- Visit the well-manicured gardens of Montazah Palace, over-looking the Mediterranean Sea. It is the perfect spot for an afternoon picnic.
- Visit Eliyahu Hanavi Synagogue, one of the two remaining synagogues in Alexandria still continuing a proud tradition of Judaism in the city
This Mosque is more than Suf-cient.
- Walk, or rather swim the paths of Cleopatra herself with a visit to the Cleopatra Palace. Whilst most of these impressive archaeological ruins are underwater, you can join scuba tours that explore the submerged remains.
Stanley and deliver!
- Cross over the 400 metre long Stanley bridge, then stroll along the Alexandria Corniche promenade, running along the Eastern Harbour. It’s the perfect after-dinner activity to marvel at the sparkling views along the water’s edge.
- Visit the Souq district, located near Tahrir Square and weave your way through the bustling markets.
- Antique collectors will have a field day sifting through the Attareen Antique Market.
Here’s another Pro tip: Admirers will delight in a visit to the Royal Jewellery Museum, formerly the palace of the Egyptian royal family. Inside you’ll find enough diamonds and tiaras to fulfil even the grandest of royal dreams.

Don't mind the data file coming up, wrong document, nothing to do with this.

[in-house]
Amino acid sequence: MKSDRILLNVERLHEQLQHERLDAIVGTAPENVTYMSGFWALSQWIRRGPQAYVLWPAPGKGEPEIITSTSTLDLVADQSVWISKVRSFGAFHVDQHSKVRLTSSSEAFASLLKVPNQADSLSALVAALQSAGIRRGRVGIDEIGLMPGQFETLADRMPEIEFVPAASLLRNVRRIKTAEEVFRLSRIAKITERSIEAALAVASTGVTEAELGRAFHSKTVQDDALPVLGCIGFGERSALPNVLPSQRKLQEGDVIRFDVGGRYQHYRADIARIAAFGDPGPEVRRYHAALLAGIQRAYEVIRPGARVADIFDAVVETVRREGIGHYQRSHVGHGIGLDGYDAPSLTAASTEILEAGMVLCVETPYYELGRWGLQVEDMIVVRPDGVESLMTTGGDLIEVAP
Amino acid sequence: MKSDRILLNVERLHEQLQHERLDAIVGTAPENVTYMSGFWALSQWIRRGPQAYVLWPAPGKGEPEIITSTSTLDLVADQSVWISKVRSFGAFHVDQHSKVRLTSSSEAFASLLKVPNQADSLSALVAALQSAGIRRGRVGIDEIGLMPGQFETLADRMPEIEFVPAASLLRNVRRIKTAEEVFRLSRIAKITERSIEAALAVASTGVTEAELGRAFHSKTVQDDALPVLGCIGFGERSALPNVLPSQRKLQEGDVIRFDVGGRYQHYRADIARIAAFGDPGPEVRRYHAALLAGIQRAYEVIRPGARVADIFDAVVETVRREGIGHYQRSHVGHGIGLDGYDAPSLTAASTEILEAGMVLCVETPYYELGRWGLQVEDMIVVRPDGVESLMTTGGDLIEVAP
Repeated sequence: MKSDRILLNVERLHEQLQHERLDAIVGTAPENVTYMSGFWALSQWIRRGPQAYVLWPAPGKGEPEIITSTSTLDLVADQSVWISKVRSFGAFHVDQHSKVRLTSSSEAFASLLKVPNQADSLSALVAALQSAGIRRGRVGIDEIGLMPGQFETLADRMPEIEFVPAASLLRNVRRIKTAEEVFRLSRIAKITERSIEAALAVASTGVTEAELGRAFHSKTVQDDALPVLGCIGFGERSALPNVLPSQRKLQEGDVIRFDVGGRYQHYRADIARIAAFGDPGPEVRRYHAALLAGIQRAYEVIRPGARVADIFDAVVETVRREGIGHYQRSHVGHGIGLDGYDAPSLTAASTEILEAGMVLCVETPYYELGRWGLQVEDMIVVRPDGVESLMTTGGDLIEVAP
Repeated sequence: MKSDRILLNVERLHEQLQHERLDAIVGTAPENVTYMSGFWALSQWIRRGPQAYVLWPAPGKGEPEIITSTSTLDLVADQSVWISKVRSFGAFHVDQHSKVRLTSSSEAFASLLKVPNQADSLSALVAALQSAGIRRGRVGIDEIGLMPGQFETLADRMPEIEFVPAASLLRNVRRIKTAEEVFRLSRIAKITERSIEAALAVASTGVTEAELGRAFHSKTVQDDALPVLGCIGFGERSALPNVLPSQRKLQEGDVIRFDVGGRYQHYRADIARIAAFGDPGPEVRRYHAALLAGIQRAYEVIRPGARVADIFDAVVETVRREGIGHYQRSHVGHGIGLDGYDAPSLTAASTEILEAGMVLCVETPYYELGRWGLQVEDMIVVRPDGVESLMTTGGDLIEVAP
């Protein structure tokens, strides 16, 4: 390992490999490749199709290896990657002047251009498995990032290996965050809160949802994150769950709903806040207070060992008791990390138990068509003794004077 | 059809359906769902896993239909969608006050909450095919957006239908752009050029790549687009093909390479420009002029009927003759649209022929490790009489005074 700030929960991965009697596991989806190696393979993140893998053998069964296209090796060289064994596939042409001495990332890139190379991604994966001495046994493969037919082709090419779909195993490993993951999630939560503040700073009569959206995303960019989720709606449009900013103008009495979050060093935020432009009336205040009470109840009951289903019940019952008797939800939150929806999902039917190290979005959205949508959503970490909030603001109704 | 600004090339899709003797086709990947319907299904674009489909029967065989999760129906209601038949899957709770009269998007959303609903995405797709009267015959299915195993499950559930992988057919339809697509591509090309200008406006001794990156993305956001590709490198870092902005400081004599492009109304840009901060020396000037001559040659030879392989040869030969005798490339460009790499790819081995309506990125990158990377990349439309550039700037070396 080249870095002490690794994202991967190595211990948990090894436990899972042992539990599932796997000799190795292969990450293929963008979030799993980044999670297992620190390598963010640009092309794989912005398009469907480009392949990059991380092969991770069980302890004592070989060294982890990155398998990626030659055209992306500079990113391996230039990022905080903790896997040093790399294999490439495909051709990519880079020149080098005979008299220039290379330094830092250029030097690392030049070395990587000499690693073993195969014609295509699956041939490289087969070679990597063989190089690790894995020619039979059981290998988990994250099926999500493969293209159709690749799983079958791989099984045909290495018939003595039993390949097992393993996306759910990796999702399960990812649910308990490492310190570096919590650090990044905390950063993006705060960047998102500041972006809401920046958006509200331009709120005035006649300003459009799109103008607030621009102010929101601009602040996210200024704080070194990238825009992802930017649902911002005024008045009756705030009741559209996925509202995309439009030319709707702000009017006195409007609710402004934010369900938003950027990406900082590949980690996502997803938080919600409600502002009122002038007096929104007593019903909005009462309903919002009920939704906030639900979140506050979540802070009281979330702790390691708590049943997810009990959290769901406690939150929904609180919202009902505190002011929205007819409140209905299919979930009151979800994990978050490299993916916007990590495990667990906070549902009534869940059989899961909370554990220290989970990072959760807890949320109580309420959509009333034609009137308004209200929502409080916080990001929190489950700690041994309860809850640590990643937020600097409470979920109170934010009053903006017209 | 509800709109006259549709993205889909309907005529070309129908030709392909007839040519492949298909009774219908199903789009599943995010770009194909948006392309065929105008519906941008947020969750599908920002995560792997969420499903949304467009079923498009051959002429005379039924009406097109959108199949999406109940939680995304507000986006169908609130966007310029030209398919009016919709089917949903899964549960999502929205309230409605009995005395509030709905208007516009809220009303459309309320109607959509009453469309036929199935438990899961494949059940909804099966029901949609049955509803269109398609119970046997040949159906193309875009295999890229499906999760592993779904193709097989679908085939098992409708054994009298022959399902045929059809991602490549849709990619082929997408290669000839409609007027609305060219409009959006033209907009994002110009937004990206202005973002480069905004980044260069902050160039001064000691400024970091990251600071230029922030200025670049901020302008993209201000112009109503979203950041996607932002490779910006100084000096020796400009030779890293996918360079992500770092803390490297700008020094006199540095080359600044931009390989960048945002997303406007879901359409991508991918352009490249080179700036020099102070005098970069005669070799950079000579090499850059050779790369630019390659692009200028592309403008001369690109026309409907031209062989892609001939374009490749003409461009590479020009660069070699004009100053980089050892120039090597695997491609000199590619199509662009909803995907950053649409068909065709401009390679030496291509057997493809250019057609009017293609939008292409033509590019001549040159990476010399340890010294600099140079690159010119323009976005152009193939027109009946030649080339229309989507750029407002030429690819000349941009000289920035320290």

The city has a wonderful selection of Egyptian, Greek, Syrian, French and Lebanese cuisines and the freshest fish and seafood. Here are some of my recommendations for where to dine in Alexandria:
- For some of the city’s best local fish seafood head to one of Kadoura’s two locations. Select your fish from the ice-packed chest then have a seat and nibble on mezze while you wait for your selection to be cooked to perfection.
- Abou El Sid is known for its top-notch Egyptian cuisine and wonderful atmosphere, situated in the famous literary haunt of the Pastroudis Café. It is where to go for a quintessential Egyptian experience.
- Located within the Four Seasons Hotel and overlooking the Mediterranean, Byblos Restaurant is an exquisite dining experience, for Lebanese and Syrian cuisine with beautiful food and décor.